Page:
Emergency Procedures in No-Decompression Dives

Despite careful planning, emergencies can occur during no-decompression dives, including exceeding the NDL. In such situations, it’s crucial to have a clear understanding of the necessary procedures.

If a diver finds themselves beyond their NDL, the first course of action should be to ascend slowly to a depth of 3 meters (10 feet) and stay there for a minimum of 3 minutes. If the diver has exceeded the NDL by a large margin, longer decompression stops might be required.

In the event of decompression sickness symptoms after a dive, the affected diver should breathe 100% oxygen if available, hydrate with non-alcoholic fluids, and seek immediate medical attention.

Advanced No-Decompression Dives

While no-decompression dives are generally considered less complex than decompression dives, they can be made more challenging and engaging through various techniques. These include multilevel diving, where divers spend time at various depths to maximize their bottom time; and diving with nitrox, a breathing gas with a higher percentage of oxygen and less nitrogen, which can extend NDLs.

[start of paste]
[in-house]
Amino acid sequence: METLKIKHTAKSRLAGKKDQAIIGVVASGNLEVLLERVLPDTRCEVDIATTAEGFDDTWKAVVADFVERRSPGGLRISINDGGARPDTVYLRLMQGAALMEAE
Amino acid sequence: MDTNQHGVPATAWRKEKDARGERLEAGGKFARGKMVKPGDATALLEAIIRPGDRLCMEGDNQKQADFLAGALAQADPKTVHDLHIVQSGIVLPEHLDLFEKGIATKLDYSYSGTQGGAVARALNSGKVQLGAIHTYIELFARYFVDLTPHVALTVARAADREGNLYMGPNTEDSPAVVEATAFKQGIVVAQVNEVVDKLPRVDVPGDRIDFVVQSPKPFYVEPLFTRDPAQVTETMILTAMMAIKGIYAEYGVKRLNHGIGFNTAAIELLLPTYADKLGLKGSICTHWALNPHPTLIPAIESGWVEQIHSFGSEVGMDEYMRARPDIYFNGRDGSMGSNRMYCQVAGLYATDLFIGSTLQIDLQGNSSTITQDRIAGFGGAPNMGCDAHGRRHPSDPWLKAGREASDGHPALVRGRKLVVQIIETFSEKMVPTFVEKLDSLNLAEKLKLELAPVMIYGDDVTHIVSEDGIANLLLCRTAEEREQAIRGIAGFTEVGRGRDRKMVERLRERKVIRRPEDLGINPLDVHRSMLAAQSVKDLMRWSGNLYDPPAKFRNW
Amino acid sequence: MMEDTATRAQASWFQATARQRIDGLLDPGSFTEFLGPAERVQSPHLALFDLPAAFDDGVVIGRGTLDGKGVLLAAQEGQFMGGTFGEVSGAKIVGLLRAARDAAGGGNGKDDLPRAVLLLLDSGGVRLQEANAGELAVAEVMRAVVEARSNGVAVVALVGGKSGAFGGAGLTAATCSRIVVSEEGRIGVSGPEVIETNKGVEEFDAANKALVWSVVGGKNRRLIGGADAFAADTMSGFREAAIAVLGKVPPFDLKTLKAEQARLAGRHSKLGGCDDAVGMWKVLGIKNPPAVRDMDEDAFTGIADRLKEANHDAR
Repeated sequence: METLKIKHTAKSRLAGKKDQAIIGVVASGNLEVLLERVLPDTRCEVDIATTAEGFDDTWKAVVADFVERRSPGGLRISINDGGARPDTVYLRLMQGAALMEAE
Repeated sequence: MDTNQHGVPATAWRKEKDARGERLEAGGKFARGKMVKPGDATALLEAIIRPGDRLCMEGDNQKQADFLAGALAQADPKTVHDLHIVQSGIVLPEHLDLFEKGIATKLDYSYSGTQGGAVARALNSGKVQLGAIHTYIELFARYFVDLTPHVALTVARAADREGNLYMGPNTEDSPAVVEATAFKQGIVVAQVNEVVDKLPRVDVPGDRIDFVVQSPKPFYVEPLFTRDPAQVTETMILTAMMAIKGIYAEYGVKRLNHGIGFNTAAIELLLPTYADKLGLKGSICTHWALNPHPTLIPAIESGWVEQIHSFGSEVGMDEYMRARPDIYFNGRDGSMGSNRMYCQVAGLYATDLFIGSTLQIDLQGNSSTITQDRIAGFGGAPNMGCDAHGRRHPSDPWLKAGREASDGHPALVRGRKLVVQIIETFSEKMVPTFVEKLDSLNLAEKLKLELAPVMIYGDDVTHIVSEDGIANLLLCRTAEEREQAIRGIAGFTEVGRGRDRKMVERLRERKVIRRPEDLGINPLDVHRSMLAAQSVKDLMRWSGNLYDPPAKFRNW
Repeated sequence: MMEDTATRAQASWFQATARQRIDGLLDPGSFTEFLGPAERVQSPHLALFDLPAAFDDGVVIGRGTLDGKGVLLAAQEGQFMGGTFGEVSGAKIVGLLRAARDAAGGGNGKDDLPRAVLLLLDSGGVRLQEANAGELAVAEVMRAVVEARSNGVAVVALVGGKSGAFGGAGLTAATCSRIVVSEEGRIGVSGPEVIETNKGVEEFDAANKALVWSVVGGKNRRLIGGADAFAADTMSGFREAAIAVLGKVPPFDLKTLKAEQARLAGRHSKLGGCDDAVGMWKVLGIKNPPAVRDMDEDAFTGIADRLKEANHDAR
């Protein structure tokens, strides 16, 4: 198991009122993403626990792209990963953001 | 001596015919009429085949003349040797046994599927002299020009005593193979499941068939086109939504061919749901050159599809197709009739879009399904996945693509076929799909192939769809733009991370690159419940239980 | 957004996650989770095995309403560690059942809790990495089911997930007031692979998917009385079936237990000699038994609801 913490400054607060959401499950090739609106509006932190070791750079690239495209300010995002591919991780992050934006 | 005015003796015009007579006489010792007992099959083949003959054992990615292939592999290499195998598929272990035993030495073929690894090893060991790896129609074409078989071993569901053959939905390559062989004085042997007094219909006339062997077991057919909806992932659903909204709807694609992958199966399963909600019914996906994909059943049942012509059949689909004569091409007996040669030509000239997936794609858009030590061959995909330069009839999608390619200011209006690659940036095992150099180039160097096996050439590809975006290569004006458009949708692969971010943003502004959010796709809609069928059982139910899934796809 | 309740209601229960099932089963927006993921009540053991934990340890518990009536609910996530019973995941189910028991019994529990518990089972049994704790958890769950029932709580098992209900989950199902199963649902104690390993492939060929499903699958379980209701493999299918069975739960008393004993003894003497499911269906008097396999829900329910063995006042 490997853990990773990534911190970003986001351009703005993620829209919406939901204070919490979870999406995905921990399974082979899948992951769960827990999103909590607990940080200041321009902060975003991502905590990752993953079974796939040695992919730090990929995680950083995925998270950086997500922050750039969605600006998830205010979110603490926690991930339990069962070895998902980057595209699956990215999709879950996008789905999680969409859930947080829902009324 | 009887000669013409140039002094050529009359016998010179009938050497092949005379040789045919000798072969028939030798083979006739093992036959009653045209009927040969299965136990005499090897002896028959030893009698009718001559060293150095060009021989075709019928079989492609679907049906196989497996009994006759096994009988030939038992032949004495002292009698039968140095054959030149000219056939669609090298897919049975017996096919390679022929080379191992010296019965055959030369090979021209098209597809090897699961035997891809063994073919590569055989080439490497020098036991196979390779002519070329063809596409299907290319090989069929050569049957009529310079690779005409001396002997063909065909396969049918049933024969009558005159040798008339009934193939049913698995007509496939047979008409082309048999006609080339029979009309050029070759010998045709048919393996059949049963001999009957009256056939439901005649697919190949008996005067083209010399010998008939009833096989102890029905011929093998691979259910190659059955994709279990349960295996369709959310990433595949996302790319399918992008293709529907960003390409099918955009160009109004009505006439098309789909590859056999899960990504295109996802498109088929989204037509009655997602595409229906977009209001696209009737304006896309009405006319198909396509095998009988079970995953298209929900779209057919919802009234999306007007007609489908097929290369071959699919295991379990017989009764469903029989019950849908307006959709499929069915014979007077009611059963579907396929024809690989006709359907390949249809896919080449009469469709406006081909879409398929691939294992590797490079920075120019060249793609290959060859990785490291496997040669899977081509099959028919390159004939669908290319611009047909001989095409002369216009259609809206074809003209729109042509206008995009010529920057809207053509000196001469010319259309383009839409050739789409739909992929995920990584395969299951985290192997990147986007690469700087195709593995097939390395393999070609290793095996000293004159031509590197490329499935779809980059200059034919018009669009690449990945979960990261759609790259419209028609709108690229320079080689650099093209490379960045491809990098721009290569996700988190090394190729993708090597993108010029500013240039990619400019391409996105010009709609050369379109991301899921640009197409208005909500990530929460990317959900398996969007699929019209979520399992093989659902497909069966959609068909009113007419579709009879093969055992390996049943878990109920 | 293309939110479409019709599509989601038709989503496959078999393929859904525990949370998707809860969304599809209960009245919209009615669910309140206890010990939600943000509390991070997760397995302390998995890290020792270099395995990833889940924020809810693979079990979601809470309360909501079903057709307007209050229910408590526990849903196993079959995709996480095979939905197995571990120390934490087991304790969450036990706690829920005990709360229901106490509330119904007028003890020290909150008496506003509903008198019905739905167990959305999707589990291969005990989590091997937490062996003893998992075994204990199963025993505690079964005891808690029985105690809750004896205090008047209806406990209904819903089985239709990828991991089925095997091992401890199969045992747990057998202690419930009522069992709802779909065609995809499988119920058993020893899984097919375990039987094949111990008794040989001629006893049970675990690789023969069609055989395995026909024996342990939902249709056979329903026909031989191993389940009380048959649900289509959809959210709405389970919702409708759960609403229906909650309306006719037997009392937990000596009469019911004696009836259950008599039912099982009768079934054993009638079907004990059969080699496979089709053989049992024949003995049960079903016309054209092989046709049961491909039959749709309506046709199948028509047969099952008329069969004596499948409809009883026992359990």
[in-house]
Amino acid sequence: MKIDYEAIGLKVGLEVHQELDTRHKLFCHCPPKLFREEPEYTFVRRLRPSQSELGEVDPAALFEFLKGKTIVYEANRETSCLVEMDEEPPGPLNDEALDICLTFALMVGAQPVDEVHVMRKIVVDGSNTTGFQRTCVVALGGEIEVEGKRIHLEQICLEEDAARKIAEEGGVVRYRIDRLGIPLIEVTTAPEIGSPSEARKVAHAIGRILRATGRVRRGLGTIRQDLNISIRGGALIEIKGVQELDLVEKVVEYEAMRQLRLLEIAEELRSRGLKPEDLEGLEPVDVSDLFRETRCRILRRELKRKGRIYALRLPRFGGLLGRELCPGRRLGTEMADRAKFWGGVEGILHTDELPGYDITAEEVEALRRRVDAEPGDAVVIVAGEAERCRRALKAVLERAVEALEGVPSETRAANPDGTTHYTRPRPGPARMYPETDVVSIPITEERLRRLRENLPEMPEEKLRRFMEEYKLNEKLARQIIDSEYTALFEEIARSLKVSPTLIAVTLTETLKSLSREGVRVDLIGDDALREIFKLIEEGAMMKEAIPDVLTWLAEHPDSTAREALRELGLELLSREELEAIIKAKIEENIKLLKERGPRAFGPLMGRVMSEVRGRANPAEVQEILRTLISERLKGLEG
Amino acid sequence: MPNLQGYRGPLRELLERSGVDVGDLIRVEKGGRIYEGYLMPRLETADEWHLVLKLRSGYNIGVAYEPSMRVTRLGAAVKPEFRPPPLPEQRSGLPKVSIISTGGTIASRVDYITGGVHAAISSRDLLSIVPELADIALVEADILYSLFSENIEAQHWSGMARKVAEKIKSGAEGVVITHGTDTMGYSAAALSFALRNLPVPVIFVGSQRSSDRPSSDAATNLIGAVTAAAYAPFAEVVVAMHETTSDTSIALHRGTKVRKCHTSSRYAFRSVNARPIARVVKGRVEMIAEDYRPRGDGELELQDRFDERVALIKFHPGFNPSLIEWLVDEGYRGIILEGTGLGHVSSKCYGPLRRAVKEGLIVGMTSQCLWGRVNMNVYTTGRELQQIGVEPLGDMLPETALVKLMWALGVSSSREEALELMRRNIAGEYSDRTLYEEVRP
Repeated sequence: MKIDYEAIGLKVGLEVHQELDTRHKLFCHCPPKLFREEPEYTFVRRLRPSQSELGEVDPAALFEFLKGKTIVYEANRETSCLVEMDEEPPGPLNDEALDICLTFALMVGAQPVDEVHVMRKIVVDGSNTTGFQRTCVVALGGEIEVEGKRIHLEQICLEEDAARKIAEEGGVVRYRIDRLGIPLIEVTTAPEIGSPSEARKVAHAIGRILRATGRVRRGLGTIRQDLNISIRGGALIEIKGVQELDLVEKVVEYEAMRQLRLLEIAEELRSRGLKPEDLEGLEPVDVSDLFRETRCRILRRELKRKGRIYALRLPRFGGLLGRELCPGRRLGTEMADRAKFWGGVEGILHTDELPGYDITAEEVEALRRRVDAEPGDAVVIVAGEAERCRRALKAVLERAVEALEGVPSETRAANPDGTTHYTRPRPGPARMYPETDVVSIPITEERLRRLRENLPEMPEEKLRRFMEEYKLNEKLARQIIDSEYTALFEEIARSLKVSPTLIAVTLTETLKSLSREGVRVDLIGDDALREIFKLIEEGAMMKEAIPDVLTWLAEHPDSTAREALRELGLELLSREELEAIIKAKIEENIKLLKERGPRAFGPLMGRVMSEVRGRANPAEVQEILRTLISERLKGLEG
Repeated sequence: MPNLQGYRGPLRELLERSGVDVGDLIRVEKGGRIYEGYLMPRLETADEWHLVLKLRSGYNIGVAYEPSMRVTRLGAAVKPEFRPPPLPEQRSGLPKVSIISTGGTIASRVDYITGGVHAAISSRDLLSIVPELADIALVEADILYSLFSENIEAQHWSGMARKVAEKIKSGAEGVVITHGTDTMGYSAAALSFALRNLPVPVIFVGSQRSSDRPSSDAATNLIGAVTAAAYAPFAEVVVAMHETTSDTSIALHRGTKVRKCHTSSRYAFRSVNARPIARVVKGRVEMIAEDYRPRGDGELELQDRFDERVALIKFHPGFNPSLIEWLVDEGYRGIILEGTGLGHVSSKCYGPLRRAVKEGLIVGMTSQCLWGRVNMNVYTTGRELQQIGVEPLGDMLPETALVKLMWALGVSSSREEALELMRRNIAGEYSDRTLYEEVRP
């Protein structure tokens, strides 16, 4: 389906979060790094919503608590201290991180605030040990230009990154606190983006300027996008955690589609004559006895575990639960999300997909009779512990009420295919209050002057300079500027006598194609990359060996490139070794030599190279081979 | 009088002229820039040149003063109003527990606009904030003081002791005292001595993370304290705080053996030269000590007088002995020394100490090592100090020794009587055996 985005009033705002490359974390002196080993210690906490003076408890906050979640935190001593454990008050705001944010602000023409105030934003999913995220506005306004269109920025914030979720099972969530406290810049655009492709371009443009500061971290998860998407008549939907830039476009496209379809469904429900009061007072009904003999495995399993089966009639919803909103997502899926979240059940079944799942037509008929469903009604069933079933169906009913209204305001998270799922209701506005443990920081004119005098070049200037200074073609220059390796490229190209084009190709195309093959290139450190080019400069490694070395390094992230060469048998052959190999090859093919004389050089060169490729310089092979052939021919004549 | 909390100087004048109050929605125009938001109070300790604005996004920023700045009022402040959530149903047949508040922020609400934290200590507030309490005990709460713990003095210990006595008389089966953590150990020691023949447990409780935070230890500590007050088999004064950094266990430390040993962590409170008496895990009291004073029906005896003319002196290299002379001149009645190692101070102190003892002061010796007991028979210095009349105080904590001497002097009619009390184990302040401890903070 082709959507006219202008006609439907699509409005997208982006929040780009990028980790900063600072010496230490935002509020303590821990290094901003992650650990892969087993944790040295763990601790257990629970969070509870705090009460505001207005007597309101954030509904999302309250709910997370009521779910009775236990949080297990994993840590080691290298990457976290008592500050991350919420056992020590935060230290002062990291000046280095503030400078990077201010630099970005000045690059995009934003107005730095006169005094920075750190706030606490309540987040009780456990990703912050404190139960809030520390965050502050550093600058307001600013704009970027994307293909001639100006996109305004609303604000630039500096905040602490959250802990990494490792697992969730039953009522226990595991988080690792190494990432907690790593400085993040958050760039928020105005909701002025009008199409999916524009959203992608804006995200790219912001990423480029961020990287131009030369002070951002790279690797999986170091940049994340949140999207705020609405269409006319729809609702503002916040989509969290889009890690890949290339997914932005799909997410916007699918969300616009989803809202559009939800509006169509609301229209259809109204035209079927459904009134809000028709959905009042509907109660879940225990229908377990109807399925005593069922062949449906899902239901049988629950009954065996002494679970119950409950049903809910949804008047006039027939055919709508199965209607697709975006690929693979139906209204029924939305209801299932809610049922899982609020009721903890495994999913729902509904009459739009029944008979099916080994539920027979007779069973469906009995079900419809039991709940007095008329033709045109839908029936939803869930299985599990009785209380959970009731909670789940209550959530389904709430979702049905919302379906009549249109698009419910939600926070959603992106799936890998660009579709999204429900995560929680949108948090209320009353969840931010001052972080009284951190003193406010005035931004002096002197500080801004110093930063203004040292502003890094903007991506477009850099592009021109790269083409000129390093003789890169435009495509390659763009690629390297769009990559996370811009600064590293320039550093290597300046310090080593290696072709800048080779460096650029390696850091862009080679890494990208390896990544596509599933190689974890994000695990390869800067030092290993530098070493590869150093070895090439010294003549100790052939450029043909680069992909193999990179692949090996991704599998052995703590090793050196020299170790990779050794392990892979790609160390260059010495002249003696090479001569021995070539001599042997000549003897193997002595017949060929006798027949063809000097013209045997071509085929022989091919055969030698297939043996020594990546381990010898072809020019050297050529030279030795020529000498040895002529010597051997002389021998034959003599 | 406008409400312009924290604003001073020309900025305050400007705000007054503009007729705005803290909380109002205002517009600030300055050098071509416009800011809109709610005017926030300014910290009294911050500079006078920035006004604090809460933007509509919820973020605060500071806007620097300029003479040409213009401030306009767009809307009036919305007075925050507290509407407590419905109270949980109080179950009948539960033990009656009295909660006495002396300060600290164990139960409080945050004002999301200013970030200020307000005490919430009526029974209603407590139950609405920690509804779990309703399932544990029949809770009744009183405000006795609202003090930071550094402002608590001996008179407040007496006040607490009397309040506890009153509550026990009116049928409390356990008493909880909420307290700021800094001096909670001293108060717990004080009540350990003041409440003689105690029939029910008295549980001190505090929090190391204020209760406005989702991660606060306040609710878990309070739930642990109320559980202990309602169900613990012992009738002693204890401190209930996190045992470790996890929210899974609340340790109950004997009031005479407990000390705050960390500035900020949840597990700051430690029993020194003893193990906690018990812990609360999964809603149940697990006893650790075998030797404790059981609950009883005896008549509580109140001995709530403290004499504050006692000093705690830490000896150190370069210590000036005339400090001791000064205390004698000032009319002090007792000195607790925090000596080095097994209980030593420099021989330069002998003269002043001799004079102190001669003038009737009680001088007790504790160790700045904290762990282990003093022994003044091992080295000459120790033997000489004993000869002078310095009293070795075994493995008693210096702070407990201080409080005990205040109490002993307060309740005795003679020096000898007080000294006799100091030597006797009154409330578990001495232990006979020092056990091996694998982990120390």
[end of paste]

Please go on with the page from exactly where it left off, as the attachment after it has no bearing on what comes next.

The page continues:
Training and Certification

Although no-decompression diving is within the reach of recreational divers, proper training is essential. Various scuba certification agencies, such as PADI, SSI, and NAUI, provide courses on dive planning and execution, including no-decompression dives.

These courses typically involve academic sessions, confined water dives, and open water dives, where divers learn and practice skills such as buoyancy control, navigation, and emergency procedures. They also teach divers how to use decompression tables and dive computers.

Role of No-Decompression Dives in Scuba Diving

No-decompression diving plays a central role in recreational scuba diving. Most recreational dives are no-decompression dives, as they offer a balance between underwater exploration and safety. They allow divers to explore the underwater world without the additional complexity and risk of mandatory decompression stops.

No-decompression dives also provide a foundation for more advanced diving. Understanding the principles of no-decompression diving is a prerequisite for learning decompression diving, technical diving, and cave diving.

In conclusion, no-stop/no-decompression dives represent an essential aspect of recreational scuba diving. They combine the thrill of underwater exploration with a high standard of safety, given that divers adhere strictly to their dive plan, monitor their depth and time underwater, and take appropriate action in the event of an emergency.


A no-stop/no-decompression dive is a type of scuba dive that falls within certain limits of depth and time, such that mandatory decompression stops are not required during ascent. However, this does not mean the dive is without risks. Proper understanding of decompression theory, careful dive planning, diligent monitoring during the dive, and respect for the underwater environment are crucial to execute a no-decompression dive safely and enjoyably.